McKiernan Raises Effort to Win Afghan Hearts and Minds to a New Level

As the violence in Afghanistan continues to intensify, the top American general in the country, Gen. David McKiernan, is ratcheting up his efforts to counter the burgeoning insurgency. But for McKiernan, there are some things his new approach does not include: Notably, it doesn't include a renewed emphasis on air strikes. Nor does it place value on more raids of suspected terrorist hideouts.

Instead, McKiernan has sharpened his focus on the long-neglected practice of winning hearts and minds. But rather than simply paying the technique lip service--as has often been done in the past--McKiernan, in a concerted shift, is now placing more importance on effective communication with tribal leaders than on killing militants.

The top U.S. general in Afghanistan reached out to influential Afghan tribesmen in regions where U.S. troops will soon deploy, apologizing for past mistakes and saying he is now studying the Quran, the Muslim holy book.

Gen. David McKiernan met with villagers in Helmand and Kandahar -- two of Afghanistan's most violent provinces -- in an attempt to foster good will ahead of the U.S. troop surge that will send 21,000 more forces here this summer to stem an increasingly violent Taliban insurgency.

McKiernan said he wanted to show respect to tribal elders by traveling to Kandahar on Wednesday to explain some of the mistakes U.S. forces have made in the past -- such as arresting people based on information taken from one side in a tribal fight, or killing civilians during operations.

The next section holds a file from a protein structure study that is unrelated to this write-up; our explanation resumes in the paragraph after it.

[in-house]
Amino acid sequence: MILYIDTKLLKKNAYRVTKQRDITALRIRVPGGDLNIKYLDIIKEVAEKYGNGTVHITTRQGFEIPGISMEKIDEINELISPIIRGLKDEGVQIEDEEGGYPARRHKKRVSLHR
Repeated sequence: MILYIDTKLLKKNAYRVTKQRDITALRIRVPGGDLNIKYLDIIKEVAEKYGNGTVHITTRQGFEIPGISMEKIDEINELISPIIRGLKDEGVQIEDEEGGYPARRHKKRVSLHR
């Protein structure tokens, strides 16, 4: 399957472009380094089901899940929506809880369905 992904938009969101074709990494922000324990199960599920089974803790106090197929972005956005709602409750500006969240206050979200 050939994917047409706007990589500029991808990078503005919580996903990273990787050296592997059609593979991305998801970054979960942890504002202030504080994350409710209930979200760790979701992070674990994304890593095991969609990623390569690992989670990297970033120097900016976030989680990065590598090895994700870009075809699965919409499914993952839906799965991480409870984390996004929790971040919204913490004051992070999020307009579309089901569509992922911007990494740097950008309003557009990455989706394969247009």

"I'm trying to connect to the local population in a bottom-up way and try to explain what the new U.S. strategy means and why they're going to see an increased force presence where they live," McKiernan said during the trip to Kandahar aboard the seven passenger jet he flies in.

This is a long-overdue move, but a seismic shift in the approach, nonetheless. The key to understanding any insurgency is to put yourself in the insurgents' shoes; to find out what motivates them. And that's what this is all about. While blowhards and chickenhawks on the Right will presumably accuse McKiernan of emulating President Obama's actions as "Apologizer-in-Chief," this is, in fact, a real step toward pacifying the insurgency in Afghanistan.

McKiernan told the Afghans that President Barack Obama's new strategy is to combat instability in the Pakistan-Afghanistan region as a whole. He said that in the future, Afghan forces will enter villagers' homes if necessary, a pledge that brought another round of applause. He then said he was studying the Muslim holy book.

"I'm reading a very good book now about this part of the world. It's written in English, but it's all about you -- it's the Quran," McKiernan said to applause. Moments later an Afghan man stood up and gave McKiernan a bright purple, red and green cloth in which to wrap the translated version of holy book.

I'm sure the heads of the no-negotiation crowd will explode on hearing such an anecdote, but this is how effective counterinsurgency is done. Of course, we're hearing rumblings of discontent already. And I'm sure it'll only be a matter of hours before Gingrich, Malkin, and Glenn Beck begin calling for the removal of McKiernan the "appeaser" and McKiernan the "Obama lackey." In fact, I have a clip of how they'll argue about what consequences an American commander reading the Quran could bring:

But I'm sure it won't be that bad. Sarcasm aside, however, those who've served on the ground in both Iraq and Afghanistan understand that U.S. troops will never end an insurgency through the use of firepower and rigidity. And those who would suggest otherwise are uninformed, inexperienced, and dangerous. If we're ever going to leave Afghanistan in a relative peace, this type of approach is what it's going to take.

Now, if Petraeus and McKiernan can push this mentality down to the platoon level, there might be hope for success in the region.

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